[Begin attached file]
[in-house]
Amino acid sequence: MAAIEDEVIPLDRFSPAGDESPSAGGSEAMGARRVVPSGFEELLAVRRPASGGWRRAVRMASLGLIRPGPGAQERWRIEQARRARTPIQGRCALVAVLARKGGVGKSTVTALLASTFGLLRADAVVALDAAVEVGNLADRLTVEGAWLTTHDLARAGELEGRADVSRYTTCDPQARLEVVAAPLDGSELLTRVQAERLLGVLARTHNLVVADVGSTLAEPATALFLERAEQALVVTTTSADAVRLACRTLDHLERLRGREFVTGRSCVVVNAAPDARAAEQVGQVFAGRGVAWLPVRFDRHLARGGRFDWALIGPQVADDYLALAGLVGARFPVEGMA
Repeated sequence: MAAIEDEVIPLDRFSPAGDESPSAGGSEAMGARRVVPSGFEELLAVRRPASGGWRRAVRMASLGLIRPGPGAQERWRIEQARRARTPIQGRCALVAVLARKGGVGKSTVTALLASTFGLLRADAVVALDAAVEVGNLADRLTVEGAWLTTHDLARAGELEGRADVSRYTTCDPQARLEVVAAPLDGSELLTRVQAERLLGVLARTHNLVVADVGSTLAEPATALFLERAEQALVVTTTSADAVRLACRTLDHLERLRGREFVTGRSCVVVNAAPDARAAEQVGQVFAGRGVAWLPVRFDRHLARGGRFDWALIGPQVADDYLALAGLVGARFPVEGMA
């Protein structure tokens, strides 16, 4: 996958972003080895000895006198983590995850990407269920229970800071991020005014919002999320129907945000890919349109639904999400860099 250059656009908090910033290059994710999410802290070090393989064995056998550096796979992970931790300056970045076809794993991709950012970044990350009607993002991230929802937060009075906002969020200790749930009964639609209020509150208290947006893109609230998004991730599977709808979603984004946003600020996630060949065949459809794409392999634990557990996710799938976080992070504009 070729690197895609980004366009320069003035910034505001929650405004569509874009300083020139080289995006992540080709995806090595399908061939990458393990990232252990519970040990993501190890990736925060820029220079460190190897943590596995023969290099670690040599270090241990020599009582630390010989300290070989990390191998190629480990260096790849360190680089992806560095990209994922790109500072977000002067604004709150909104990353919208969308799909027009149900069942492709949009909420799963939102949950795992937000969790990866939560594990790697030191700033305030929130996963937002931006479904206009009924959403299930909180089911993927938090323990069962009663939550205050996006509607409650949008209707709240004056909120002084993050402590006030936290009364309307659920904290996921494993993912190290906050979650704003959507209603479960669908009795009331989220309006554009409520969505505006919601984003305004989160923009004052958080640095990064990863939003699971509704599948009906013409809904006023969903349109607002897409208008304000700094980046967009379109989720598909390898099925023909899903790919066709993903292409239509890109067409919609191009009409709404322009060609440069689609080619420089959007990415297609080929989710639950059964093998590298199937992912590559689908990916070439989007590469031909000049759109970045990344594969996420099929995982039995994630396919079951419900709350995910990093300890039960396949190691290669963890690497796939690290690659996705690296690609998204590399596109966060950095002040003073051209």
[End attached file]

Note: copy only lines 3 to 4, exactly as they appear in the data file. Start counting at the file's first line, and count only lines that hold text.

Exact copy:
Repeated sequence: MAAIEDEVIPLDRFSPAGDESPSAGGSEAMGARRVVPSGFEELLAVRRPASGGWRRAVRMASLGLIRPGPGAQERWRIEQARRARTPIQGRCALVAVLARKGGVGKSTVTALLASTFGLLRADAVVALDAAVEVGNLADRLTVEGAWLTTHDLARAGELEGRADVSRYTTCDPQARLEVVAAPLDGSELLTRVQAERLLGVLARTHNLVVADVGSTLAEPATALFLERAEQALVVTTTSADAVRLACRTLDHLERLRGREFVTGRSCVVVNAAPDARAAEQVGQVFAGRGVAWLPVRFDRHLARGGRFDWALIGPQVADDYLALAGLVGARFPVEGMA
């Protein structure tokens, strides 16, 4: 996958972003080895000895006198983590995850990407269920229970800071991020005014919002999320129907945000890919349109639904999400860099 250059656009908090910033290059994710999410802290070090393989064995056998550096796979992970931790300056970045076809794993991709950012970044990350009607993002991230929802937060009075906002969020200790749930009964639609209020509150208290947006893109609230998004991730599977709808979603984004946003600020996630060949065949459809794409392999634990557990996710799938976080992070504009 070729690197895609980004366009320069003035910034505001929650405004569509874009300083020139080289995006992540080709995806090595399908061939990458393990990232252990519970040990993501190890990736925060820029220079460190190897943590596995023969290099670690040599270090241990020599009582630390010989300290070989990390191998190629480990260096790849360190680089992806560095990209994922790109500072977000002067604004709150909104990353919208969308799909027009149900069942492709949009909420799963939102949950795992937000969790990866939560594990790697030191700033305030929130996963937002931006479904206009009924959403299930909180089911993927938090323990069962009663939550205050996006509607409650949008209707709240004056909120002084993050402590006030936290009364309307659920904290996921494993993912190290906050979650704003959507209603479960669908009795009331989220309006554009409520969505505006919601984003305004989160923009004052958080640095990064990863939003699971509704599948009906013409809904006023969903349109607002897409208008304000700094980046967009379109989720598909390898099925023909899903790919066709993903292409239509890109067409919609191009009409709404322009060609440069689609080619420089959007990415297609080929989710639950059964093998590298199937992912590559689908990916070439989007590469031909000049759109970045990344594969996420099929995982039995994630396919079951419900709350995910990093300890039960396949190691290669963890690497796939690290690659996705690296690609998204590399596109966060950095002040003073051209």